Reversing liberalisation to counter the bogey of a Chinese takeover of India hurts one entity: India
Panicky restrictions look defensible in the short run and ridiculous in the longer run. This is true of the government decision to scrutinise and curb Chinese investment to prevent ‘opportunistic takeovers of Indian companies due to the current Covid-19 pandemic’.
Most of my life, Indian politicians were paranoid about India being taken over by the US through foreign direct investment (FDI). Protesting globalists like me were called idiots or traitors wanting a return of the East India Company, which came to India purportedly for trading and then took over India. Politicians and intellectuals warned that foreign investment was a vehicle for eventual political takeover and must be minimised.
However, Asian tiger economies welcomed western investment and prospered without becoming puppets, while India remained poor. Singapore and Hong Kong became richer (in per-capita income) than their former colonial master Britain. Yet, fear of foreign investment remained deeply rooted in India till the reforms of 1991 that gradually opened the economy and proved the old notions to be nonsense.
The pandemic has now produced a similar paranoia about China, with as little justification. India’s transition to a miracle economy in the 2000s, growing at 8% annually, owed something to hugely increased inflows of FDI and foreign portfolio investment (FPI) into its stock markets. In those days, Indian companies were quoted at far cheaper valuations than today.
Did that mean Indian companies got taken over at unfair bargain prices? No, foreign investors certainly increased their holdings of blue chips, especially companies like HDFC Bank and ICICI Bank, and collectivelybecame their largest shareholders. But this did not mean foreign takeover of the banks in question or India.
Almost all the Fortune 500 (largest 500 companies in the world) companies now have some operations in India, including Microsoft, Amazon, Vodafone, General Motors, Ford, Shell, General Electric, Hyundai, Volkswagen, Suzuki, Hindustan Unilever, Gillette and Nestlé. They dominate several consumer goods, and completely dominate the production of cars. Has that threatened Indian security and made it a puppet? Nonsense.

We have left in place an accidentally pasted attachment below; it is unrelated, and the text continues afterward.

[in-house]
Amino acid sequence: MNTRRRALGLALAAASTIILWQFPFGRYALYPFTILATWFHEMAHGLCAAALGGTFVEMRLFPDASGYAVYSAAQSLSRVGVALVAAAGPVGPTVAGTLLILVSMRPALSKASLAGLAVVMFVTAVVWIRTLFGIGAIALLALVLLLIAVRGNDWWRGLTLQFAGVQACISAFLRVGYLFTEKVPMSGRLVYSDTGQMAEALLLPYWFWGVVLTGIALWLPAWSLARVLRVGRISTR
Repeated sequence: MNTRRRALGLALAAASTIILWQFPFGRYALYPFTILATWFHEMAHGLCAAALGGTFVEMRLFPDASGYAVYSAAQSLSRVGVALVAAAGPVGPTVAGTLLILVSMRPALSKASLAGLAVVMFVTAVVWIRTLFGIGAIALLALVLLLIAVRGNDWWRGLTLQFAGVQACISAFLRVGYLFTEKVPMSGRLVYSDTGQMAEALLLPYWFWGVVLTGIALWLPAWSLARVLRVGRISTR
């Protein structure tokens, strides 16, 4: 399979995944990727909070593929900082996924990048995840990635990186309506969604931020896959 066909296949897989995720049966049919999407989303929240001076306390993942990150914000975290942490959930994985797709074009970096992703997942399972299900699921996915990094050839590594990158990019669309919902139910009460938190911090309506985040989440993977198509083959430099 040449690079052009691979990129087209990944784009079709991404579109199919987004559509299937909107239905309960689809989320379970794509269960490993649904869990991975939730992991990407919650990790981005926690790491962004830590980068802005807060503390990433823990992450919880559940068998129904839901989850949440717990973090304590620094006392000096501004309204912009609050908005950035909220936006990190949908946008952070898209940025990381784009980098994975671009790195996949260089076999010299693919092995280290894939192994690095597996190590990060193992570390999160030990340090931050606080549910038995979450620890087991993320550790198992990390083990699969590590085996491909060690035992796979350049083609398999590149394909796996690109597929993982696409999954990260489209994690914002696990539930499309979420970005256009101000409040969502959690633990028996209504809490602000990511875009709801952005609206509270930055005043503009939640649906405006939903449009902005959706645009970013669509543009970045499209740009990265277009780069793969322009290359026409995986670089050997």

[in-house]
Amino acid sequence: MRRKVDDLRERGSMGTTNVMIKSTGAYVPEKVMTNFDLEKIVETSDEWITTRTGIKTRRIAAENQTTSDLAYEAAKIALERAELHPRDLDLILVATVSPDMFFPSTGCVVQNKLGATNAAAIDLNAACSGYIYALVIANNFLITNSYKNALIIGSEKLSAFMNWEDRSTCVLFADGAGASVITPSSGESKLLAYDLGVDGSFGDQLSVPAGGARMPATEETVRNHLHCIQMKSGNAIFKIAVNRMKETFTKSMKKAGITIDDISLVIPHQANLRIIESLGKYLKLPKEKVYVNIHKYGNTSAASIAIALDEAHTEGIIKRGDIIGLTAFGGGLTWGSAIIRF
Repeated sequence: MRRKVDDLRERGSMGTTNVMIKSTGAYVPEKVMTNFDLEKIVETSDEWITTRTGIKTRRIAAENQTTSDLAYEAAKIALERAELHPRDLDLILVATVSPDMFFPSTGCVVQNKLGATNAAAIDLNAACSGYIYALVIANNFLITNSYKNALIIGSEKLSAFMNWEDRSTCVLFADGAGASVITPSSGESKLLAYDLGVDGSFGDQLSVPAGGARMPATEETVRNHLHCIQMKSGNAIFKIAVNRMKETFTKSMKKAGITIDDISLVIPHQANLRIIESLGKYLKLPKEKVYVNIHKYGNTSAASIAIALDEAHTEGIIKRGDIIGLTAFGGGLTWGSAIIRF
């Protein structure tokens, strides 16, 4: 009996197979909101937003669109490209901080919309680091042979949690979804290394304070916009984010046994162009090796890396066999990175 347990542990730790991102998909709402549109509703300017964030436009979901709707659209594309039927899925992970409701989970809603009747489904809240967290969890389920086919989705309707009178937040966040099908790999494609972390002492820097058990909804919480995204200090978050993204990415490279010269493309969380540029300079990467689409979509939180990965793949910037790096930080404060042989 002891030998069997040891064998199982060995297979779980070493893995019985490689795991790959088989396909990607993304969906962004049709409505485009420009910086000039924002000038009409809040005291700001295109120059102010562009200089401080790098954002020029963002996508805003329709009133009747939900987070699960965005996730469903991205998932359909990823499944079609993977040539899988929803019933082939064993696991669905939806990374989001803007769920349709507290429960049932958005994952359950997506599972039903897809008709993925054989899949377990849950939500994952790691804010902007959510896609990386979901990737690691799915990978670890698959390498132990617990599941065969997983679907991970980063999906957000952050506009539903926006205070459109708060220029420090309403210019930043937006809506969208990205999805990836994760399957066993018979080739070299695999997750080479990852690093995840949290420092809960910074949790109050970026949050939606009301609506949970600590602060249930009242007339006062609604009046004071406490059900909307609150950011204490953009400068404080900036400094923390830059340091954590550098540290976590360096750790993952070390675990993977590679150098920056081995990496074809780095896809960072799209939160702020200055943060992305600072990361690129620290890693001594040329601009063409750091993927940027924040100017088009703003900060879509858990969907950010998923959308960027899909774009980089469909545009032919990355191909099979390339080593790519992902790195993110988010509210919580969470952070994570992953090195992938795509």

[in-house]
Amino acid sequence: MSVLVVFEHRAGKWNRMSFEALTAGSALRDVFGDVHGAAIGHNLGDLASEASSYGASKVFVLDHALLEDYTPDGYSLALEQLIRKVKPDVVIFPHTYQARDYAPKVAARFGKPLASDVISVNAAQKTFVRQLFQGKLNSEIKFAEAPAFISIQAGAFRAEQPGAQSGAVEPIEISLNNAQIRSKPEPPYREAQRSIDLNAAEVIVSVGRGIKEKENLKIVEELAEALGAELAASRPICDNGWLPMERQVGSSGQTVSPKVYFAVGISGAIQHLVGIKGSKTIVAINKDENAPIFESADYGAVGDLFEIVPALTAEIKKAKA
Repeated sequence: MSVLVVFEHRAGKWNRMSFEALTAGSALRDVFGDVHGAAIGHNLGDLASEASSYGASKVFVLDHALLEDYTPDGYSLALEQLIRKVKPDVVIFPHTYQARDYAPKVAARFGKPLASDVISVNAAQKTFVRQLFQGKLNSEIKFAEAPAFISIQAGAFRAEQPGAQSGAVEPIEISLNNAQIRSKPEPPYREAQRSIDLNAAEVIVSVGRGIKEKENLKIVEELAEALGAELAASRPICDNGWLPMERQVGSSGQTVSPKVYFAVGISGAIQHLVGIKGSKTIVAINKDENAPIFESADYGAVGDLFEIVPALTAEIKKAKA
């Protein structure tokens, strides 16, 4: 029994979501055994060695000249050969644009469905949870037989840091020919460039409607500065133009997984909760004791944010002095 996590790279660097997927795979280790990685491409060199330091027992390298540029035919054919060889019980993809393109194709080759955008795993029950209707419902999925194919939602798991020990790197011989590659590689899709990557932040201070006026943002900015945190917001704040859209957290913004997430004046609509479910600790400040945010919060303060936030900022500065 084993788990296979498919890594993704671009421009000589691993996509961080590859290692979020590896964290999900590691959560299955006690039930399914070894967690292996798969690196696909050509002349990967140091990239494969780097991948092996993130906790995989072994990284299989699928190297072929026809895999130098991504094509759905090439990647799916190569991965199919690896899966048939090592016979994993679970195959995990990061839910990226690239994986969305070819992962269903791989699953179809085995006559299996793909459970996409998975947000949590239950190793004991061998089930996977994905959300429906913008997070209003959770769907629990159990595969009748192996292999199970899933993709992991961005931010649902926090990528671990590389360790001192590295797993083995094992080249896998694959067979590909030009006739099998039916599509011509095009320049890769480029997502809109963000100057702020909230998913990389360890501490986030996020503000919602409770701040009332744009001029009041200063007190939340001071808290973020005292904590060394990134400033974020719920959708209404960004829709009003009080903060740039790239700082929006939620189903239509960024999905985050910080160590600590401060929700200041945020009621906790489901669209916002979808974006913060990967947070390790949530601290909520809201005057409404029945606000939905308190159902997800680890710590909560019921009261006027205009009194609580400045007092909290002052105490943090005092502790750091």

China has now become a significant, though still modest, foreign investor. As of December 2019, China’s cumulative investment in India exceeded $8 billion. That is too puny to worry about. In the last decade, China has become technologically world-class and financially powerful, but is nowhere near as strong as US companies, and nowhere near as dominant as US companies were in the 1960s and 1970s. Just as many countries prospered using US investment and technology, so, too, should they prosper with Chinese investment and technology today.
Eighteen of India’s 23 unicorns (startups with over $1 billion value) have some investment from Chinese companies. More is badly needed today since the Covid-induced recession threatens to kill many unicorns. These include OYO, Paytm, BYJU’s, MakeMyTrip and Swiggy. If Chinese investment can save them from collapse, hurrah. So what if one or two are taken over by Chinese white knights? Why will that be more problematic than Suzuki and Hyundai’s dominance in autos, Gillette’s in razor blades, Nestlé’s in noodles, or Hindustan Unilever’s in detergents and shampoos?
Apparently, alarm bells started ringing when Chinese investment in HDFC went up from 0.8% to 1%. In the name of Ram, Allah, Christ or Marx, how can you call that a security threat?
The government says other countries, including the US and Germany, also worry about Chinese takeovers of strategically important companies in a depressed stock market. Now, India can certainly make a list of strategically important companies and ban their takeover by foreigners, Chinese or otherwise. The US refused to let a Chinese company acquire one of its top chipmakers, Fairchild. It has banned the use of Huawei’s 5G equipment in broadband networks. But it has no blanket scrutiny of every Chinese investment, as India is proposing.
As for ‘opportunistic takeovers’ in a depressed stock market, who can ever confidently know when falling stock markets are bargains? ‘Never catch a falling knife’ is an old stock market saying. Walmart bought Flipkart’s majority stake for a whopping $16 billion and must deeply regret overpaying today. If US and European investors with the greatest savvy and money power do not view Indian companies as cheap bargains, why think the Chinese know better? In any case, why conflate depressed stock markets with national security?
India today is in dire straits and desperately needs additional investment from every possible source. Reportedly, over $40 billion has flowed out of Indian equity and debt markets since the Covid-19 pandemic began. India seeks additional funds from abroad, and the Reserve Bank of India (RBI) has liberalised foreign investment in bonds to attract inflows.
Everybody agrees that all developing countries need large sums and debt forgiveness from the International Monetary Fund (IMF), World Bank and other global agencies. This is needed to counter the pandemic-induced recession, which the IMF says will be much worse than the 2008 financial crisis, and the worst since the Great Depression of the 1930s. India must woo all foreign investors, including the Chinese. By all means place strategic Indian companies off bounds for takeovers. But welcome everything else.